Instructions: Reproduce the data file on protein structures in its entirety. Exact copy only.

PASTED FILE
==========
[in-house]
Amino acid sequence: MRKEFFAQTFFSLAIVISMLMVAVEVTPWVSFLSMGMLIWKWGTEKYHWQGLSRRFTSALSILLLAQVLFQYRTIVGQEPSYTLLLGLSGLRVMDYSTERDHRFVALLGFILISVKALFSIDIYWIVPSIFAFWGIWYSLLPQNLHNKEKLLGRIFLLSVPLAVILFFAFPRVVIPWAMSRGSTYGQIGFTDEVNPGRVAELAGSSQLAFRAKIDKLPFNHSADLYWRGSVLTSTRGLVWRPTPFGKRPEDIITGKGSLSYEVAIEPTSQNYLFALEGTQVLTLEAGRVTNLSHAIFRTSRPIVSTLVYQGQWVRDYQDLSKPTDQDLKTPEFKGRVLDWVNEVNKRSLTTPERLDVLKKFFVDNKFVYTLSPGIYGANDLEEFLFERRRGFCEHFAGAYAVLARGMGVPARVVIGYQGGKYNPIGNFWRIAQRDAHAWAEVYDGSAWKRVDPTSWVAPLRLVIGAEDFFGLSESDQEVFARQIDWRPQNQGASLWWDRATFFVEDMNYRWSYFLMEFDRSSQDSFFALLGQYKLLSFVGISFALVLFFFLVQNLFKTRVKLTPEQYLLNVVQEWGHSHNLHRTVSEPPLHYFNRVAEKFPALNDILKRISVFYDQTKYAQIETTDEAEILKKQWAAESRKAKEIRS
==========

[in-house]
Amino acid sequence: MRKEFFAQTFFSLAIVISMLMVAVEVTPWVSFLSMGMLIWKWGTEKYHWQGLSRRFTSALSILLLAQVLFQYRTIVGQEPSYTLLLGLSGLRVMDYSTERDHRFVALLGFILISVKALFSIDIYWIVPSIFAFWGIWYSLLPQNLHNKEKLLGRIFLLSVPLAVILFFAFPRVVIPWAMSRGSTYGQIGFTDEVNPGRVAELAGSSQLAFRAKIDKLPFNHSADLYWRGSVLTSTRGLVWRPTPFGKRPEDIITGKGSLSYEVAIEPTSQNYLFALEGTQVLTLEAGRVTNLSHAIFRTSRPIVSTLVYQGQWVRDYQDLSKPTDQDLKTPEFKGRVLDWVNEVNKRSLTTPERLDVLKKFFVDNKFVYTLSPGIYGANDLEEFLFERRRGFCEHFAGAYAVLARGMGVPARVVIGYQGGKYNPIGNFWRIAQRDAHAWAEVYDGSAWKRVDPTSWVAPLRLVIGAEDFFGLSESDQEVFARQIDWRPQNQGASLWWDRATFFVEDMNYRWSYFLMEFDRSSQDSFFALLGQYKLLSFVGISFALVLFFFLVQNLFKTRVKLTPEQYLLNVVQEWGHSHNLHRTVSEPPLHYFNRVAEKFPALNDILKRISVFYDQTKYAQIETTDEAEILKKQWAAESRKAKEIRS